As defined by the Maine statute (Chapter 27) governing pesticide applications on school grounds, the IPM policy leaves to school employees or outside applicators (pest-control companies with an obvious vested interest) the decision as to whether dandelions and other “weeds” are unsightly and must therefore be exterminated. A school’s designated IPM coordinator could also, for example, evaluate the potential costs from a grub infestation (possibly with subsequent damage from grub predators like crows or skunks) and opt for a quick chemical fix. A typical impulsive reaction to a perceived threat, this poses unacceptable risks to human health as well as to the environment. In light of the toxicity of weed and insect killers, the assertion that weeds on playing fields pose a safety hazard fails to pass the straight-face test.
Changing LD 837 to a resolve, the action recommended by the Agriculture Committee — authorizing the pesticide-control board to draft Best Management Practices to reinforce its IPM policy — is not a satisfactory outcome. With passage of LD 837 in its original form, we can hold the pesticide-control board to a higher standard in implementing IPM, without any further BMP window dressing. Its role as enforcement authority will remain unchanged, though over time the board should be required to improve oversight by collecting records of emergency pesticide purchases by schools as well as formalizing schools’ reporting of all chemical use. Obviously there are savings to be realized: Limiting pesticides will reduce the time required for enforcement along with the expense of paying for chemicals and applicators.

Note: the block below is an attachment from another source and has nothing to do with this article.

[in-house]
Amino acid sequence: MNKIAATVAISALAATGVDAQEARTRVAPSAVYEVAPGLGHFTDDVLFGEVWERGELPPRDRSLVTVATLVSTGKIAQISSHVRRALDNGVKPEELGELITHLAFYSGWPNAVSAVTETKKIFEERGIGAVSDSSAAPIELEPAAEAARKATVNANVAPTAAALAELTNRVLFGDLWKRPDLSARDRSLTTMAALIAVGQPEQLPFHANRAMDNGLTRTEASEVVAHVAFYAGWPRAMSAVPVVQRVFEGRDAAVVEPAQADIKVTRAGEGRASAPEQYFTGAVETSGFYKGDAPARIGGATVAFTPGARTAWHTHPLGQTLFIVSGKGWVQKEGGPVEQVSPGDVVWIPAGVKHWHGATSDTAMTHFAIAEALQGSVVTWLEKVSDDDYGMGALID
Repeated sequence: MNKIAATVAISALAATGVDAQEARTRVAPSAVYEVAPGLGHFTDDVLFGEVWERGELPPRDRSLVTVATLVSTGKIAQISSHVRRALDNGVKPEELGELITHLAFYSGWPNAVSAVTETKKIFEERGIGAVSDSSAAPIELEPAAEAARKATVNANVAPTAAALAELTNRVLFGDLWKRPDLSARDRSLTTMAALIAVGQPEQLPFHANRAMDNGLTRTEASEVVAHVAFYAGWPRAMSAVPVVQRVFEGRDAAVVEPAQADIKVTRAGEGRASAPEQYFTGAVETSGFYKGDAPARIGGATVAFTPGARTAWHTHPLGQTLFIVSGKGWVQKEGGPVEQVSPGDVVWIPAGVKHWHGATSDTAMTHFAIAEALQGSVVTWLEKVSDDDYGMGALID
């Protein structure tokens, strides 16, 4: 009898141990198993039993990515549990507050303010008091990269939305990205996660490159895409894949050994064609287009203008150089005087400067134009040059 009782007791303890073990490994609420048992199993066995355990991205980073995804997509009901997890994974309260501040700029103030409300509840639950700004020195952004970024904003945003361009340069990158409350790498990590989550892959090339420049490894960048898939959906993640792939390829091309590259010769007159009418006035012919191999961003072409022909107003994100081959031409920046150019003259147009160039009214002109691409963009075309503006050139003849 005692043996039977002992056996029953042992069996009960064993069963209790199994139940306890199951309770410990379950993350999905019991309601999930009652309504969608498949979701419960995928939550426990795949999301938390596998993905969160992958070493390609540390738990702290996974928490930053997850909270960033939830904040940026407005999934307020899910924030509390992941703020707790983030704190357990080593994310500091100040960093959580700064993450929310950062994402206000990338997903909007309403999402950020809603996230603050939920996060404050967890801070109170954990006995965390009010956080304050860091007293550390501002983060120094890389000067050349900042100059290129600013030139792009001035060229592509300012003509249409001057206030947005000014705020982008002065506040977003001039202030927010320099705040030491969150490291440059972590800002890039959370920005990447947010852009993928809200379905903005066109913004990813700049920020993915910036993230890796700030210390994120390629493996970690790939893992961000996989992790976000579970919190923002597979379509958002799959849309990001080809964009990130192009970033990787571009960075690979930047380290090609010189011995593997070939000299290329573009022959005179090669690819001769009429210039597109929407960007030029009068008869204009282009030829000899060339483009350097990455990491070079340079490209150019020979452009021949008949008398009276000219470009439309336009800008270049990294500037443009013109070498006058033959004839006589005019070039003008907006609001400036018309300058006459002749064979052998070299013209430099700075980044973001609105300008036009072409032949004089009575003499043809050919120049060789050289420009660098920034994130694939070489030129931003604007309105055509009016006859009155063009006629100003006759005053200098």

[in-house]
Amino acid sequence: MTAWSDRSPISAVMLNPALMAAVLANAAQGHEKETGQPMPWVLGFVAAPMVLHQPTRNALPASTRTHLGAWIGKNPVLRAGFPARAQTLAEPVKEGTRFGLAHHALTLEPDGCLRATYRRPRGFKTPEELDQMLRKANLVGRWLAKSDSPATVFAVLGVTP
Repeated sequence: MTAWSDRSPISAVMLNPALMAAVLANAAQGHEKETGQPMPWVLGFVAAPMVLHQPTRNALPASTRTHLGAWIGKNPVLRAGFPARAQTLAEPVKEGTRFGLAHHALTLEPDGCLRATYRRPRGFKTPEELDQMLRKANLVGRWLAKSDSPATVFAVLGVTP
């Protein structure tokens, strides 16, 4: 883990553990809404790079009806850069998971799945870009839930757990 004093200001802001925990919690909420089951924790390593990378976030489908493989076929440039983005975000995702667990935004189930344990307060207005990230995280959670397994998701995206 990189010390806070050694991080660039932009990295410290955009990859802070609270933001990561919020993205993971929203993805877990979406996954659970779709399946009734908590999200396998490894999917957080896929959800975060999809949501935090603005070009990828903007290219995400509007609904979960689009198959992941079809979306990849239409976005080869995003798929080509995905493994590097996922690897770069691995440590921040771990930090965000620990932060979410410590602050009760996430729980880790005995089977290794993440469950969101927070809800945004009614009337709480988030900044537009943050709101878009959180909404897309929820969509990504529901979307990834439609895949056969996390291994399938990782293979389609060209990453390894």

How safer alternatives to toxic chemicals save money